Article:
For the national security community, trust is vital, yet increasingly tricky to discern. In an era of battlefields without borders and ambiguous adversaries, whom can we trust?
Scott Kuzdeba and Troy Lau, research engineers at BAE Systems, had a chance to help find a technology solution to this problem through their participation in the Intelligence Advanced Research Projects Activity’s (IARPA) Trustworthiness Challenge known as INSTINCT.
INSTINCT, which stands for Investigating Novel Statistical Techniques to Identify Neurophysiological Correlates of Trustworthiness, is IARPA’s first open-source challenge and part of its larger research program called TRUST (Tools for Recognizing Useful Signals of Trustworthiness). As part of the TRUST program, neuroscience researchers conduct experiments to learn how one’s neural, psychological, physiological, and behavioral signals can reflect and predict a partner’s trustworthiness. Using existing data generated by TRUST experiments, INSTINCT competitors were asked to develop algorithms that improve predictions of trustworthiness.
The competition lasted two and a half months after IARPA’s February announcement seeking the public’s participation. And out of hundreds of competitors, Kuzdeba and Lau won first place for their entry “JEDI MIND,” short for Joint Estimation of Deception Intent via Multisource Integration of Neuropsychological Discriminators. Not only did they win first place in the overall competition, but the two remained in the top spot throughout each phase of the competition. As first place winners, Kuzdeba and Lau were awarded $25,000, which will go toward supporting future innovative efforts similar to INSTINCT.
“We achieved some pretty impressive performance results, beyond what we thought was possible when we started,” said Lau. “It is exciting to think about what might come next, in terms of continuing to explore the idea that the self’s own signals can improve decision-making about others.”
The algorithm they used is part of BAE Systems’ machine-learning expertise that applied to customer solutions, such as detecting patterns in data from multiple sensors.
Both Lau’s and Kuzdeba’s education and experience gave them an edge in this competition.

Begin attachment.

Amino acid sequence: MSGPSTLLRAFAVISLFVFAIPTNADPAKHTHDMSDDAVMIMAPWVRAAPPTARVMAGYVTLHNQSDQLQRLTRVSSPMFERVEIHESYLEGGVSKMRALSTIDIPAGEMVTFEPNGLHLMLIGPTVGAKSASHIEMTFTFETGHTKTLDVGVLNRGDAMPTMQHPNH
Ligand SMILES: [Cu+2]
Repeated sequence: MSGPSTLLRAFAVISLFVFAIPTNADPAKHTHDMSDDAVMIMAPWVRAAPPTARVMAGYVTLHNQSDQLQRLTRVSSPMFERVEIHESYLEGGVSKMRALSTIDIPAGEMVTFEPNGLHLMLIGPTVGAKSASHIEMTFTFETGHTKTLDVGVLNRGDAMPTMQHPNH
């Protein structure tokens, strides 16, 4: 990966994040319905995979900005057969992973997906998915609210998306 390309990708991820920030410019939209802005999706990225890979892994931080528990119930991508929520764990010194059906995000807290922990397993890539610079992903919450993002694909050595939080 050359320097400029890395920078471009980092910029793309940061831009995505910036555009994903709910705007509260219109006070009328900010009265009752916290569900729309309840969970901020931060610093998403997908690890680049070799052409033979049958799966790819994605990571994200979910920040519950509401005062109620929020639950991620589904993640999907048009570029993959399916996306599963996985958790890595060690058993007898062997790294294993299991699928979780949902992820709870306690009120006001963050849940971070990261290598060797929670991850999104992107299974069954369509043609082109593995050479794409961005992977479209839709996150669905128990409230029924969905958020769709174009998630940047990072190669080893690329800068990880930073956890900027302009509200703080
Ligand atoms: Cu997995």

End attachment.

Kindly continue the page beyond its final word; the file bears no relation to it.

“Understanding human brain function was an essential aspect for choosing algorithms to employ in this challenge,” said Kuzdeba, who is pursuing a Ph.D. in computational neuroscience from Boston University. “With this realization, our background in neuroscience positioned us well for the interaction between human behavior and machine learning.”
Kuzdeba’s research into brain machine interfaces and speech neuroscience helped provide insight into the methods and features for the algorithms. He said he also relied on prior experience with feature selection and fusing data from multiple sources for some Department of Defense programs.
Lau, who received a Ph.D. in physics from the University of Michigan and also completed postdoctoral research in human neuroscience at the U.S. Army Research Lab, used his expertise in human behavior, large-scale data mining, and machine learning to build the algorithms for the challenge. Additionally, Lau served as an investigator on DARPA’s RCI Program that built an EEG brain controller for a robotic arm prosthesis, and on a DoD program that seeks to predict stock market activity from trade, news, and external market data.
For Lau and Kuzdeba, participating in the crowd-sourced challenge and aiding in expanding capabilities for the intelligence community was a rewarding journey, but the most exciting factor was working to exploit the mechanics of the human brain, which they say, still remains the most complex and powerful computer we possess.